Relive the magic of Johan Santana throwing the first no-hitter in Mets history
The 2012 season was the Mets' 50th as a Major League franchise. New York had accomplished a lot in that time, from grand singles to black (cat) magic to two iconic World Series championships. But, a half-century later, one box remained unchecked: No Mets pitcher had thrown a no-hitter.
It certainly wasn't for lack of talent. Tom Seaver took a perfect game into the ninth in 1969, until Jimmy Qualls broke it up with a one-out single. Doc Gooden's 1985 campaign might very well be the best season from a pitcher ever. New York even drafted the man who holds the all-time record for career no-hitters.
And yet, the feat remained elusive. By 2012, only the Mets and the Padres had yet to throw one -- until June 1, when Johan Santana became ... No-han Santana. (Sorry, it was right there.)
Perhaps fittingly, nothing about Santana's outing was pretty: Johan walked five on the night, and he needed a whopping 134 pitches to pull it off. And, as with all no-hitters, he got a little help -- first in the top of the sixth, when then-Cardinal Carlos Beltran's line drive was ruled foul despite just barely nicking the line:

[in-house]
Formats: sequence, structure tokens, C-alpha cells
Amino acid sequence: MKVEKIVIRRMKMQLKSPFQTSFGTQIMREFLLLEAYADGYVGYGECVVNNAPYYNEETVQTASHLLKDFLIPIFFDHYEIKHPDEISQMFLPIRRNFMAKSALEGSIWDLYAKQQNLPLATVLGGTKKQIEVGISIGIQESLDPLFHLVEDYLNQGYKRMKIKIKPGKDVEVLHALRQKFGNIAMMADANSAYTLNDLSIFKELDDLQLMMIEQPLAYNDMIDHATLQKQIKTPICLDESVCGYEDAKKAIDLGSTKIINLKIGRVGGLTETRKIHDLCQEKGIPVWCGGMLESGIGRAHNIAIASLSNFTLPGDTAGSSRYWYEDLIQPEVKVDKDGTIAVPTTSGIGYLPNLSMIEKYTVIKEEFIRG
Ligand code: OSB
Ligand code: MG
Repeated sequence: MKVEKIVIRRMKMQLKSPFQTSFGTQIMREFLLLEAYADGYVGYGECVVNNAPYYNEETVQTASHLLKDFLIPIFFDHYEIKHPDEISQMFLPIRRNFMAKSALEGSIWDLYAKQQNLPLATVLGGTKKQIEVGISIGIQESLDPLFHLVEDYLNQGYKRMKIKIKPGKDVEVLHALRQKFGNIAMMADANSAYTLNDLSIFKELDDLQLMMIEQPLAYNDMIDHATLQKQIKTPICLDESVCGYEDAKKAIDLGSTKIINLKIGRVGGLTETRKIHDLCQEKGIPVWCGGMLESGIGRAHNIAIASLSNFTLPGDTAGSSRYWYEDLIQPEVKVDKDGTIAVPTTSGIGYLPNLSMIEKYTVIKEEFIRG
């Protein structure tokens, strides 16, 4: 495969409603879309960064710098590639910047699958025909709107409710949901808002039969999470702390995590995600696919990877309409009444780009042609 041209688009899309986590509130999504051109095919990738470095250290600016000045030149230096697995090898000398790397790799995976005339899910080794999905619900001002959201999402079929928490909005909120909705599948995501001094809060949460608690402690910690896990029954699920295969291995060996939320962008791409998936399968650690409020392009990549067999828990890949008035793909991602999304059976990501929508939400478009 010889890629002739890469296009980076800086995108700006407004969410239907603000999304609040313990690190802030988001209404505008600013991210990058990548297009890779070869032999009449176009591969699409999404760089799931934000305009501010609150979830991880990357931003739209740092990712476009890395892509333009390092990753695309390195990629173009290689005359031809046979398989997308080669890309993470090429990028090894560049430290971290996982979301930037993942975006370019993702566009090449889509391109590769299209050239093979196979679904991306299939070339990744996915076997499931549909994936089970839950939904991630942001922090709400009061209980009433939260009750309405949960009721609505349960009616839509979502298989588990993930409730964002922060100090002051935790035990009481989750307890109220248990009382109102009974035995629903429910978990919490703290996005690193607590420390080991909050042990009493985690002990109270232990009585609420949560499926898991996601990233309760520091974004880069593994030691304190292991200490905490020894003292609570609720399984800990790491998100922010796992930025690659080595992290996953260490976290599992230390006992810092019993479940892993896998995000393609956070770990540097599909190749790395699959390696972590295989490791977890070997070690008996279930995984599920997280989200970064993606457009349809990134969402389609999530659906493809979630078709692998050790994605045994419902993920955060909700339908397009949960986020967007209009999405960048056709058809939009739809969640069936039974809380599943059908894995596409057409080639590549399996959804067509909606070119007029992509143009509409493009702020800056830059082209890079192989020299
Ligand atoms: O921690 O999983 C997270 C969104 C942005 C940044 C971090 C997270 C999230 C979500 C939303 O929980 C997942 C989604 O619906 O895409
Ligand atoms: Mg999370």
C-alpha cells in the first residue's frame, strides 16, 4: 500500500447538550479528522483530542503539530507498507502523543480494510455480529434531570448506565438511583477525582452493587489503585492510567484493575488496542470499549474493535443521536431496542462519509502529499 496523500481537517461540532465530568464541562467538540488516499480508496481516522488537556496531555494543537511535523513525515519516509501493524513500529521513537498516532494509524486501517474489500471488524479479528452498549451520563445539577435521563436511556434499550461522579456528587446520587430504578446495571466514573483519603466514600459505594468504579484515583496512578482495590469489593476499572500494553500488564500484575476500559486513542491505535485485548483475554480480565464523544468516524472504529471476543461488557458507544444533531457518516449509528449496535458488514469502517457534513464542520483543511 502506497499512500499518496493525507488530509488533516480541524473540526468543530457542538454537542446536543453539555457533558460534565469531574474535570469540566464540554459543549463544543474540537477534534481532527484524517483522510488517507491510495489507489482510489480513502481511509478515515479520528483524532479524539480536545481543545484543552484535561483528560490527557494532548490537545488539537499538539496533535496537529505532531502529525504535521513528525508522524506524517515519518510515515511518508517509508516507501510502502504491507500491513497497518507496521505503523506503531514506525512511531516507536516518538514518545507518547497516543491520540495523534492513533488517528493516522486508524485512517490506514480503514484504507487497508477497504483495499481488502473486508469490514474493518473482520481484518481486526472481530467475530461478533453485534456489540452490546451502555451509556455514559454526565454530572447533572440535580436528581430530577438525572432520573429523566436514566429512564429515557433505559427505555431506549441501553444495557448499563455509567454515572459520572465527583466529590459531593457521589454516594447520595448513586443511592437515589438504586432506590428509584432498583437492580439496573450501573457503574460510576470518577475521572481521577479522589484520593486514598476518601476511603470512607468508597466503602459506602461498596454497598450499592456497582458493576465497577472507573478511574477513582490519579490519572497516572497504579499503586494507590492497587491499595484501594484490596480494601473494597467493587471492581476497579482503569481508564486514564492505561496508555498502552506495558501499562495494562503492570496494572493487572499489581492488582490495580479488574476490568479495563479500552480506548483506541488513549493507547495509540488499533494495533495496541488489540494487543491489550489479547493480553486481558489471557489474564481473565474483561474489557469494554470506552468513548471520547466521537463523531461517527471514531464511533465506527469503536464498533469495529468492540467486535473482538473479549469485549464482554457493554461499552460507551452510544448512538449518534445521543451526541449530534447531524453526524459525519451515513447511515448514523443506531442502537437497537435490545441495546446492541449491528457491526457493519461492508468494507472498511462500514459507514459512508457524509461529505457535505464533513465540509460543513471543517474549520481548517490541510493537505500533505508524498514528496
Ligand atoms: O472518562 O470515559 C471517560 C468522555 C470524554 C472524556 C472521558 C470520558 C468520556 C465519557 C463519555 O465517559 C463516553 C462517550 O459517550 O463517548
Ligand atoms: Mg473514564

And then in the seventh, when
Manager Terry Collins gave him as long of a leash as he needed, and the Citi Field crowd even picked him up during his final at-bat in the eighth:
From there, it was all Johan. He whiffed two of the final six batters he faced, finishing with eight K's in all -- and, because the Baseball Gods were smiling upon us, the final out came courtesy of a vintage Santana changeup.
If you need us, we'll be staring at the Johan Santana Comeback Tracker.